The Health Ministry has revised draft regulation asking online medical stores or e-pharmacies to partner with offline retail pharmacies to only deliver drugs to consumers and not stock medicines.
The change in the draft regulations also does not allow e-pharmacy to stock medicines. The new changes in draft regulation have come after vehement protest from offline pharmacy retailers who argued that easy availability of drugs could be misused, said an HT report quoting health ministry official.
Online pharmacy can operate only through retailers and delivery at doorstep facility will also be extended to the brick-and-mortar pharmacies, said the official.
Two months ago, the health ministry had consulted public and sought suggestions from retail pharmacists over the impact of online pharmacies on their business.
In October, Defence minister Rajnath Singh, commerce minister Piyush Goyal, health minister Dr Harshvardhan and Gajendra Singh Shekhawat had held a meeting to draft new norms to regulate the online pharmacy business.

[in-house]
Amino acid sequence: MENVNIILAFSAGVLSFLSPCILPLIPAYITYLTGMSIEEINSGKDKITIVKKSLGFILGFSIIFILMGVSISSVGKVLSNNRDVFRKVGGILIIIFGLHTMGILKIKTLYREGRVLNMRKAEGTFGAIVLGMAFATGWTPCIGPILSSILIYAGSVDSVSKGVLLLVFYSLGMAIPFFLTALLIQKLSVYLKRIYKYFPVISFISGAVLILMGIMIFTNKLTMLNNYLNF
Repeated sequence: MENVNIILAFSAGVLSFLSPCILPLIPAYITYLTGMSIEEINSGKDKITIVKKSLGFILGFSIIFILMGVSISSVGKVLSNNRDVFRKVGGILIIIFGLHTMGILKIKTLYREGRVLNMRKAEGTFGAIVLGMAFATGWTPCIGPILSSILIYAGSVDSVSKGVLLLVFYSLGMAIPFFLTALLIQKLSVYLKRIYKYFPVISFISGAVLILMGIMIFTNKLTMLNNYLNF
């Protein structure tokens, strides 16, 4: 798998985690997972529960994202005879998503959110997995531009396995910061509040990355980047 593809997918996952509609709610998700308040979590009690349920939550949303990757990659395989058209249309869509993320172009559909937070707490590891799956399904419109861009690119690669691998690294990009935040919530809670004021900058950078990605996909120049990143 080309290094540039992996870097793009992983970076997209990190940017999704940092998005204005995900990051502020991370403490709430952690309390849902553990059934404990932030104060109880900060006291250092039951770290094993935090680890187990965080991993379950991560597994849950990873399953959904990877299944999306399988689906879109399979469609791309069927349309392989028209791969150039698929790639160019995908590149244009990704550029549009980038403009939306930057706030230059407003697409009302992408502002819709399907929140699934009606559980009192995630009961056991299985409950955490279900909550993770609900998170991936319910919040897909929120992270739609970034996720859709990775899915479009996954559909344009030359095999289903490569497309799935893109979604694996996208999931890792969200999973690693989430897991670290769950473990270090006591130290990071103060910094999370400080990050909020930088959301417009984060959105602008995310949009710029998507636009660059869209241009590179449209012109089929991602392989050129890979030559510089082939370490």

As per initial draft released last year, e-pharmacy were allowed to sell medicines and asked to retain prescriptions and verify details of patients and doctors. At the same time, it barred the sale of narcotics drugs and tranquillizers.
Online medicine retailing, which is still at a nascent stage, is estimated to be around 1.5-2% share of the total pharmaceutical market, which is expected to reach $55 billion by next year.
At present, about 8 lakh retail pharmacies and wholesalers are registered in India. Close to over 40 startups including Netmeds, 1mg and PharmEasy, sell medicines online in India.
For last one year, e-pharmacy has been facing a tough time. It is tangled with litigations across multiple high courts- Mumbai, Delhi, Madras, Calcutta, and Patna citing ban on e-pharmacy has not helped the cause.
In December 2018, Delhi Court had banned the online sales of medicine after Madras Court ruled to ban the same. Though, Madras court vacated its order later. The Delhi HC ban still lingers.